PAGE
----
I recently co-authored a paper describing the potency of a chemical extracted from Armenian figwort (Scrophularia orientalis) in killing malignant cells found in neuroblastoma, a cancer of the nervous system. Neuroblastoma is the most common non-brain solid tumor in children and the most common cancer in infancy (NIH NCI, 2016). Almost half of its victims are children under two years of age.
Edison and Rubber: A Scientific Quest, a new permanent exhibit at the Edison and Ford Winter Estates in Fort Myers, Florida, is a multi-faceted exploration of inventor Thomas Edison’s major final research project on domestic rubber. Both the exhibit and the 20-plus-acre site present a fascinating blend of history, science, botany, and innovation. The New York Botanical Garden, which is historically connected to the Estates through Edison’s rubber research, has gladly joined this interactive exhibit with a display of recently discovered herbarium materials.
Cycads, an ancient group of cone-producing tropical plants, are sometimes called “living fossils” because they have existed for more than 200 million years–since before the time of the dinosaurs. Yet despite surviving mass extinctions, continental drift, ice ages, and other challenges, cycads are in trouble today.
One of the world’s leading experts on this intriguing group of plants is Dennis Wm. Stevenson, Ph.D., Vice President for Botanical Research and Cullman Curator at The New York Botanical Garden. Dr. Stevenson’s cycad research has taken him to every continent, including Antarctica, and he has discovered and described many new species.
Recently, Matt Candeias of the blog and podcast “In Defense of Plants” talked to Dr. Stevenson about his decades-long fascination with cycads, which began during his years as a graduate student at the University of California-Davis. You can hear their conversation here.
Chelsea’s powerhouse Gagosian Gallery is not the most likely place you’d find pressed herbarium specimens.
But that’s exactly what you’ll see there as part of the gallery’s current show by multidisciplinary artist Taryn Simon.
In “Paperwork and the Will of Capital,” Simon recreates and photographs the elaborate centerpieces that sat between powerful men as they signed agreements designed to change the world. Preparing the exhibition, Simon worked with Daniel Atha, NYBG botanist and Conservation Program Manager, and Sheranza Alli, NYBG Senior Museum Preparator and Herbarium Aid, who teach a Plant Collection and Preservation Workshop at the Garden.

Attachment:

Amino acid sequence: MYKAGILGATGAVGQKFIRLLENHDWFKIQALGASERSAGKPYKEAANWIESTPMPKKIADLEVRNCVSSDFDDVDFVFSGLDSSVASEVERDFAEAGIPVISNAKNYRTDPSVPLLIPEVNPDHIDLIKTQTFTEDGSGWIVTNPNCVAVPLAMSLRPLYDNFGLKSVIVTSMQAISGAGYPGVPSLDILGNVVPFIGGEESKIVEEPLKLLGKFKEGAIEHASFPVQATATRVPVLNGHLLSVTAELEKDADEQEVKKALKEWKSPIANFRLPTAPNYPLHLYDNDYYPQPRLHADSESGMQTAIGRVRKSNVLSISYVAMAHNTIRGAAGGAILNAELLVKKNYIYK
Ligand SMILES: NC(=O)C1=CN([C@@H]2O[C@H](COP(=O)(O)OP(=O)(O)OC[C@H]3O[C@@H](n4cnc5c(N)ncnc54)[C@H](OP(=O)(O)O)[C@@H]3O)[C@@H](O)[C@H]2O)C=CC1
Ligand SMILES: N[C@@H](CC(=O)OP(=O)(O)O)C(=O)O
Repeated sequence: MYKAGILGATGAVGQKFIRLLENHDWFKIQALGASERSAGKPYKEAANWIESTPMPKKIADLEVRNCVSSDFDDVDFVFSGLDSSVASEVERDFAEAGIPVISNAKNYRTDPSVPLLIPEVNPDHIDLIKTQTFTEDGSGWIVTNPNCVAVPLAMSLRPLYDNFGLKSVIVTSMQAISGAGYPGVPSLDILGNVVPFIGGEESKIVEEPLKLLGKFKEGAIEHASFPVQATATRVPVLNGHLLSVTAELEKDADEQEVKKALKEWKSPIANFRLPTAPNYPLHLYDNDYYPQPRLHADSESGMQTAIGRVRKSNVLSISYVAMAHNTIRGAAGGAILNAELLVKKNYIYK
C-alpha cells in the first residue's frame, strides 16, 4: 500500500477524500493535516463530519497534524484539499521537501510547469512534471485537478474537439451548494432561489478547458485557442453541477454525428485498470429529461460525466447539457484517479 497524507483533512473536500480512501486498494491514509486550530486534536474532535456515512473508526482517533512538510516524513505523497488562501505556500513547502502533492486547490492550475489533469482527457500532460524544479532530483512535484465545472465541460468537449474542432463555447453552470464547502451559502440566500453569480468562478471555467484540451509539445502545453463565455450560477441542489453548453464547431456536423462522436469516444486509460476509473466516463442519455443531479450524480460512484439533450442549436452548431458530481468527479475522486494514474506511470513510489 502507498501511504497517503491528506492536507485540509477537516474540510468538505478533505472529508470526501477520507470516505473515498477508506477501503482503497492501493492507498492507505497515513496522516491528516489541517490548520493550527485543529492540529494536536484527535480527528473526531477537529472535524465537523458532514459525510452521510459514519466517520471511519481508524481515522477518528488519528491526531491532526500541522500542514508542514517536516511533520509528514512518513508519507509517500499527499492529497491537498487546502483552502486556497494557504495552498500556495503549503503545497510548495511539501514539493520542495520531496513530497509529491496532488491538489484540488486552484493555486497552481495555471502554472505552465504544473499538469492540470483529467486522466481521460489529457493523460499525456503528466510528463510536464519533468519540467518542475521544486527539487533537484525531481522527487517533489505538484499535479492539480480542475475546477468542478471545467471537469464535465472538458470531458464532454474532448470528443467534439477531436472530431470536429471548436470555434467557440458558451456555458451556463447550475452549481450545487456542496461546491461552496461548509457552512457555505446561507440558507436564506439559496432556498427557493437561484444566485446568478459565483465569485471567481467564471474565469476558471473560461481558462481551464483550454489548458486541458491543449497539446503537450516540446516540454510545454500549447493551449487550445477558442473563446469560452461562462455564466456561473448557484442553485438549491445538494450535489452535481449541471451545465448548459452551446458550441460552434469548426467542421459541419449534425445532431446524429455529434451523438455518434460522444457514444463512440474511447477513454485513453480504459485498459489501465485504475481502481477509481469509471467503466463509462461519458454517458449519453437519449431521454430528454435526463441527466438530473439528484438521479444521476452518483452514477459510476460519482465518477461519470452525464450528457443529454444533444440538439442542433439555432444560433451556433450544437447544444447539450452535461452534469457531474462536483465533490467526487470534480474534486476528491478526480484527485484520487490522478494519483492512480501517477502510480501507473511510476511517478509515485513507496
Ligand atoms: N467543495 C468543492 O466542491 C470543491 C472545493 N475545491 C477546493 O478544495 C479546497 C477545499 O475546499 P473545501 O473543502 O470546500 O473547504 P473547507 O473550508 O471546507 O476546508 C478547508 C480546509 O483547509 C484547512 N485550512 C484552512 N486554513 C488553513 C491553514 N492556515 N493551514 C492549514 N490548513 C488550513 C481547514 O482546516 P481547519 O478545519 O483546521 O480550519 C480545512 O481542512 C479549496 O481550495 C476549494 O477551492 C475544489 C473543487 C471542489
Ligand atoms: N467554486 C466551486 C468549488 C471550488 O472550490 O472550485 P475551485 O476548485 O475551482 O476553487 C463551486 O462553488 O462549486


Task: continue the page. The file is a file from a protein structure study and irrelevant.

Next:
The video captures the activity in the Mounting Room and Digital Imaging Lab of the William and Lynda Steere Herbarium as specimens are carefully glued to acid-free paper and then photographed in ultra-high resolution before they are filed in the Steere Herbarium.
There are also stunning images of rain forest and desert plants in the Botanical Garden’s Enid A. Haupt Conservatory. The variety and beauty of the plants drive home the point made by Dr. Barbara Thiers, the Garden’s Vice President for Science Administration and Director of the Herbarium.
“Plants are endlessly fascinating,” she says in the video. “We have to know what they are and how they differ from one another in order to understand what kind of measures need to be taken to protect them.”
Visitors to the LuEsther T. Mertz Library have the chance to see an exhibition centered on an emerging invasive species, Corydalis incisa, or incised fumewort.
This display, on view in the Rare Book Room window, arose from a collaboration between the Mertz Library and the Science Department. In preparation for last month’s Invasive Species Summit, staff brainstormed ways to use the Library’s display space to offer a compelling supplement to the programming of the Summit itself. Rather than displaying items from the Library’s collection illustrating unrelated invasive species, a more powerful exhibition would offer the narrative of one invasive—Corydalis incisa. Corydalis incisa is an emerging invasive that Garden staff have studied and monitored for several years.